“If you mess with bears” – poem 1/183 #poems #poets #poetry

183 Saturday 12/09/09

RIP Timothy Treadwell
it’s eat, fuck & kill out there
that’s the law
if you mess with bears
they’ll eat you


“Gramsci’s Hair”. #poems #poets ‘#poetry



Il Duce was too soft on you
and let you live

so your hair survived
the damp cells of Ustica and Turi
where you wrote a way out for your comrades
from the ruins of their revolution

I saw you in that photo
on a tutor’s wall
from before those prison days
hair thick and black
you in your neat commissar’s outfit

now every student reading Dante
inhales your spores
and can spell the word hegemony

afterwards I see it was a simple suit your wore
like any old bourgeois citizen
and your face had grown fat
though your hair was still black
if not so voluminous

pity you didn’t live to see
the bald dictator strung up and bloody
like a bulbous spider

that hegemonic bastard, death,
did for both of you, hair or no hair

@ Michael Blackburn, 2018

“Telling lies to the young is wrong” – Yevtushenko


Telling lies to the young is wrong.
Proving to them that lies are true is wrong.
Telling them that God’s in his heaven
and all’s well with the world is wrong.
the young know what you mean. The young are people.
Tell them the difficulties can’t be counted,
and let them see not only what will be
but see with clarity these present times.
Say obstacles exist they must encounter,
sorrow happens, hardship happens.
The hell with it. Who never knew
the price of happiness will not be happy.
Forgive no error you recognize,
it will repeat itself, increase,
and afterwards our pupils
will not forgive in us what we forgave.

“Lies” by Yevgeny Yevtushenko, translated by Robin Milner-Gulland and Peter Levi. From the Selected Poems in the Penguin Modern Poets series, 1968.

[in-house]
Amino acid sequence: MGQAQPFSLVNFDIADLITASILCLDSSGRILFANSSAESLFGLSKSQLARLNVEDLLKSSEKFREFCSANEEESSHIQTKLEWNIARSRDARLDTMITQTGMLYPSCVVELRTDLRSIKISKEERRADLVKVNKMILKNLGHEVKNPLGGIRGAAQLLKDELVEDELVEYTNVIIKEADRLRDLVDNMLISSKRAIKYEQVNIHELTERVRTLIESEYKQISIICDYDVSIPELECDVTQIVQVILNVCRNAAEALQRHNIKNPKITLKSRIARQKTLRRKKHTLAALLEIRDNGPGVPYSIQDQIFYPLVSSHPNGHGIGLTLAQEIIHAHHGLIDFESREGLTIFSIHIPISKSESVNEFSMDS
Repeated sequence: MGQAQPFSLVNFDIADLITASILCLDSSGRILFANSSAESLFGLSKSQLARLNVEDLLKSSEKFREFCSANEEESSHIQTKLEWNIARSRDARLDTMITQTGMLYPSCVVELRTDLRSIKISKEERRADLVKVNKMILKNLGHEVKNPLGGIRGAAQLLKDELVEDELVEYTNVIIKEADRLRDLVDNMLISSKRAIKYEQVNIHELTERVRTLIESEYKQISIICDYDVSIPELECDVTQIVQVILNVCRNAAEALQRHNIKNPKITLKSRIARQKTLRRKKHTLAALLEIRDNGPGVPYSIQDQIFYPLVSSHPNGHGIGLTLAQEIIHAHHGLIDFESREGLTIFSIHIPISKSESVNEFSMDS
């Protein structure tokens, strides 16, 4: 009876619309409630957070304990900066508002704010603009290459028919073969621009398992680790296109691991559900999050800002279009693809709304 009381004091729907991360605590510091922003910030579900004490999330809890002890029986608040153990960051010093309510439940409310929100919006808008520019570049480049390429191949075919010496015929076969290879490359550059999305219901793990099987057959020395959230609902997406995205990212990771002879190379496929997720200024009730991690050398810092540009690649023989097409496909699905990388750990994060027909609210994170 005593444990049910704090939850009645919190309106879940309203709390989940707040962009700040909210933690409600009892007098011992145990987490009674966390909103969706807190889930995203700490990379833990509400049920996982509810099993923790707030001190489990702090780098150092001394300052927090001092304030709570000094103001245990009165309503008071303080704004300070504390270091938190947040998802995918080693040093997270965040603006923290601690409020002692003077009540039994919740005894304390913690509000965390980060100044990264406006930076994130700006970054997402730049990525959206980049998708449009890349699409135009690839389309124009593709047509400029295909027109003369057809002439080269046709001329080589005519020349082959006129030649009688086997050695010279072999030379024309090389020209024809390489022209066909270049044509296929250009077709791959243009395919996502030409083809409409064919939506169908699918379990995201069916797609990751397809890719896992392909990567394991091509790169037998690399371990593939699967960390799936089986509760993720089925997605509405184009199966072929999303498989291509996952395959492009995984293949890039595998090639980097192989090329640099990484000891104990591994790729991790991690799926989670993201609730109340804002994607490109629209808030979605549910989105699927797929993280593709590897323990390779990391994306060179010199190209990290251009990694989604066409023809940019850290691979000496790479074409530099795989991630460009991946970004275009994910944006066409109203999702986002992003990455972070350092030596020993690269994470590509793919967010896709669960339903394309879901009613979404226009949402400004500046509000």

“Out of the vortex, rifling the air it came…” – In Parenthesis

The final paras of Part 2 of In Parenthesis by David Jones. Private Ball, the protagonist of this Modernist Great War poem, experiences for the first time the blast of a shell close by.

“Where the English wilderness is”: a poem. #poems #poets #poetry

Cliff Lane

where the English wilderness is
in the interstices
along the margins
here at the roadside
deep in grasses, poppies,
mallows and escaped hypericum
wherever the wind bears the seed
wherever the buzzard has moved in
new territory of field, wood and air
not asking for our opinion
us, who are
wilderness in wilderness

(Poem 105: 29/06/08 from the poem-a-day project, 2008 – 2012, Michael Blackburn).

Brian Higgins and the iniquity of his oblivion.


“THE INIQUITY OF OBLIVION blindly scattereth her poppy, and deals with the memory of men without distinction to merit of perpetuity.” So wrote Sir Thomas Browne, a writer who has not had the full weight of said iniquity fall upon him and managed to remain partly in the light of literary remembrance. Those of us stricken with the vanity that we may be remembered after our death for our poems, novels, plays, paintings, songs or whatever, never find out, of course, though we know the odds are in favour of the poppy.

Such was the case with Brian Higgins (1930 – 1965), poet, mathematician, teacher, rugby player, freelance journalist and dole wallah. Higgins published three (hardback) collections, two of them during his very short life (The Only Need and Notes While Travelling), and one posthumously (The Northern Fiddler). His poems had appeared in reputable magazines and anthologies, including The Faber Book of Twentieth Century Verse, so he was not exactly an obscure scribbler while alive. His portrait was painted by Patrick Swift, one of the leading Irish artists of the day, and he knew many of the more successful writers of the period. This included George Barker, himself a permanently half-remembered poet, who wrote a foreword to The Northern Fiddler.

Read on at The Fortnightly Review.

Being interviewed by the RLF on poetry and the writer’s life.

‘After a while most of us find we’re doing the same stuff; I tried new things.’


What has it been like being a poet and publisher the past couple of decades? These are some of the things I talk about in this interview with poet, Geoff Hattersley, for the Royal Literary Fund.

Listen to the whole podcast.